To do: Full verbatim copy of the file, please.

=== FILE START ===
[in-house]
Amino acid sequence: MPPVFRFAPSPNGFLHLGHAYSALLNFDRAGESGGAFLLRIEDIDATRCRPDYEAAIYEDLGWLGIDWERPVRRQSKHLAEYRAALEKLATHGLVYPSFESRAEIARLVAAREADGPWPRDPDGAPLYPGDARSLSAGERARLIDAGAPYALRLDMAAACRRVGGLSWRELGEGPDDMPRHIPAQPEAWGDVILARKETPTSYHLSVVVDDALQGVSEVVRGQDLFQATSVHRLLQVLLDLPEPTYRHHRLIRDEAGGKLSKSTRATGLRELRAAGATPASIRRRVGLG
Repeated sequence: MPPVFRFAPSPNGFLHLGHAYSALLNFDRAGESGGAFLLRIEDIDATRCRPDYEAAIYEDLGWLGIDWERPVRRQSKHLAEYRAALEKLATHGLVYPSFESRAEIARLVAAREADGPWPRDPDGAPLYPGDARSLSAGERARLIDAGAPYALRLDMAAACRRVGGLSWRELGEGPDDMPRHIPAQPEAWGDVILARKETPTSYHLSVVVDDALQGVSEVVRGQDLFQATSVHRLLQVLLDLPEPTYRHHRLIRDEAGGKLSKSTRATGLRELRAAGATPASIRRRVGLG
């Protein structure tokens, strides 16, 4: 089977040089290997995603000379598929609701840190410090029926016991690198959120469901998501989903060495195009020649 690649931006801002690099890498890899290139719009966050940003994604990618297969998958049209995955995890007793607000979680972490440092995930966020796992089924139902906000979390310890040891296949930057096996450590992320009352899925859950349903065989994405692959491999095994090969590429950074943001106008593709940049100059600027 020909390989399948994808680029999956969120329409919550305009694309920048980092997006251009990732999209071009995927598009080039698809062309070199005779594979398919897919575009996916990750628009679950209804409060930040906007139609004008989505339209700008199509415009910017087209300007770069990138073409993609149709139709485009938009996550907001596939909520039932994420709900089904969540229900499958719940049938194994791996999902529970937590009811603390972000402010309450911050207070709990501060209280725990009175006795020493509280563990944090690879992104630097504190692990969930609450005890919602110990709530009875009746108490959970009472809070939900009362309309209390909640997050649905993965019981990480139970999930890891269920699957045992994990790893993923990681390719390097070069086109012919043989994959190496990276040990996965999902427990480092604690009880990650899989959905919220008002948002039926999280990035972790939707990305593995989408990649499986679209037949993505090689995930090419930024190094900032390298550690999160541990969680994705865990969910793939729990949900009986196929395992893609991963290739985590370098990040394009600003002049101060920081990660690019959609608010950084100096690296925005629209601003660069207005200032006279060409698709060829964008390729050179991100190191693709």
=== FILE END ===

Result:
[in-house]
Amino acid sequence: MPPVFRFAPSPNGFLHLGHAYSALLNFDRAGESGGAFLLRIEDIDATRCRPDYEAAIYEDLGWLGIDWERPVRRQSKHLAEYRAALEKLATHGLVYPSFESRAEIARLVAAREADGPWPRDPDGAPLYPGDARSLSAGERARLIDAGAPYALRLDMAAACRRVGGLSWRELGEGPDDMPRHIPAQPEAWGDVILARKETPTSYHLSVVVDDALQGVSEVVRGQDLFQATSVHRLLQVLLDLPEPTYRHHRLIRDEAGGKLSKSTRATGLRELRAAGATPASIRRRVGLG
Repeated sequence: MPPVFRFAPSPNGFLHLGHAYSALLNFDRAGESGGAFLLRIEDIDATRCRPDYEAAIYEDLGWLGIDWERPVRRQSKHLAEYRAALEKLATHGLVYPSFESRAEIARLVAAREADGPWPRDPDGAPLYPGDARSLSAGERARLIDAGAPYALRLDMAAACRRVGGLSWRELGEGPDDMPRHIPAQPEAWGDVILARKETPTSYHLSVVVDDALQGVSEVVRGQDLFQATSVHRLLQVLLDLPEPTYRHHRLIRDEAGGKLSKSTRATGLRELRAAGATPASIRRRVGLG
């Protein structure tokens, strides 16, 4: 089977040089290997995603000379598929609701840190410090029926016991690198959120469901998501989903060495195009020649 690649931006801002690099890498890899290139719009966050940003994604990618297969998958049209995955995890007793607000979680972490440092995930966020796992089924139902906000979390310890040891296949930057096996450590992320009352899925859950349903065989994405692959491999095994090969590429950074943001106008593709940049100059600027 020909390989399948994808680029999956969120329409919550305009694309920048980092997006251009990732999209071009995927598009080039698809062309070199005779594979398919897919575009996916990750628009679950209804409060930040906007139609004008989505339209700008199509415009910017087209300007770069990138073409993609149709139709485009938009996550907001596939909520039932994420709900089904969540229900499958719940049938194994791996999902529970937590009811603390972000402010309450911050207070709990501060209280725990009175006795020493509280563990944090690879992104630097504190692990969930609450005890919602110990709530009875009746108490959970009472809070939900009362309309209390909640997050649905993965019981990480139970999930890891269920699957045992994990790893993923990681390719390097070069086109012919043989994959190496990276040990996965999902427990480092604690009880990650899989959905919220008002948002039926999280990035972790939707990305593995989408990649499986679209037949993505090689995930090419930024190094900032390298550690999160541990969680994705865990969910793939729990949900009986196929395992893609991963290739985590370098990040394009600003002049101060920081990660690019959609608010950084100096690296925005629209601003660069207005200032006279060409698709060829964008390729050179991100190191693709």